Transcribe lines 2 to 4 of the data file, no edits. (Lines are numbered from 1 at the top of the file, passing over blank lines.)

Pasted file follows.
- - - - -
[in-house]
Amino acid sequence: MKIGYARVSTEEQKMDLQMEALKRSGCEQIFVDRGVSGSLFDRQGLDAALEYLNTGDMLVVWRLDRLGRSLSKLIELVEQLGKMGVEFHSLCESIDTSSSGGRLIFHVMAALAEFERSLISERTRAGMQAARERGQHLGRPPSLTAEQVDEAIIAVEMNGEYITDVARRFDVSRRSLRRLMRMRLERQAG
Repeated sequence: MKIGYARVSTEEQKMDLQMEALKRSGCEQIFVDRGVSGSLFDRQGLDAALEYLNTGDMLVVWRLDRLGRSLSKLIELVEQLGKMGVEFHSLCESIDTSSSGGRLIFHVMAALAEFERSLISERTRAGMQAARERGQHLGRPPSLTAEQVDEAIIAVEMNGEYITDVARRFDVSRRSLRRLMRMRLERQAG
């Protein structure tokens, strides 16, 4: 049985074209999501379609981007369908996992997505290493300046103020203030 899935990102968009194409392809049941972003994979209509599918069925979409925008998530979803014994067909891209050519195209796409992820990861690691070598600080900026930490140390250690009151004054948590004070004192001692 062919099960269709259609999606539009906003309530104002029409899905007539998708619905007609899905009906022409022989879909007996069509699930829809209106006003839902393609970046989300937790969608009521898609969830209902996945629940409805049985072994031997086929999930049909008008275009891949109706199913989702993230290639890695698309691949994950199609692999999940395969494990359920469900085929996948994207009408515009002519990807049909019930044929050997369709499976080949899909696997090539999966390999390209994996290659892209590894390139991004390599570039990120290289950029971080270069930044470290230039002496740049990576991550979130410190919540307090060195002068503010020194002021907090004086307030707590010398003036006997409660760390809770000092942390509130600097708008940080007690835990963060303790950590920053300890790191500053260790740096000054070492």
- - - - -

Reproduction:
Amino acid sequence: MKIGYARVSTEEQKMDLQMEALKRSGCEQIFVDRGVSGSLFDRQGLDAALEYLNTGDMLVVWRLDRLGRSLSKLIELVEQLGKMGVEFHSLCESIDTSSSGGRLIFHVMAALAEFERSLISERTRAGMQAARERGQHLGRPPSLTAEQVDEAIIAVEMNGEYITDVARRFDVSRRSLRRLMRMRLERQAG
Repeated sequence: MKIGYARVSTEEQKMDLQMEALKRSGCEQIFVDRGVSGSLFDRQGLDAALEYLNTGDMLVVWRLDRLGRSLSKLIELVEQLGKMGVEFHSLCESIDTSSSGGRLIFHVMAALAEFERSLISERTRAGMQAARERGQHLGRPPSLTAEQVDEAIIAVEMNGEYITDVARRFDVSRRSLRRLMRMRLERQAG
């Protein structure tokens, strides 16, 4: 049985074209999501379609981007369908996992997505290493300046103020203030 899935990102968009194409392809049941972003994979209509599918069925979409925008998530979803014994067909891209050519195209796409992820990861690691070598600080900026930490140390250690009151004054948590004070004192001692 062919099960269709259609999606539009906003309530104002029409899905007539998708619905007609899905009906022409022989879909007996069509699930829809209106006003839902393609970046989300937790969608009521898609969830209902996945629940409805049985072994031997086929999930049909008008275009891949109706199913989702993230290639890695698309691949994950199609692999999940395969494990359920469900085929996948994207009408515009002519990807049909019930044929050997369709499976080949899909696997090539999966390999390209994996290659892209590894390139991004390599570039990120290289950029971080270069930044470290230039002496740049990576991550979130410190919540307090060195002068503010020194002021907090004086307030707590010398003036006997409660760390809770000092942390509130600097708008940080007690835990963060303790950590920053300890790191500053260790740096000054070492």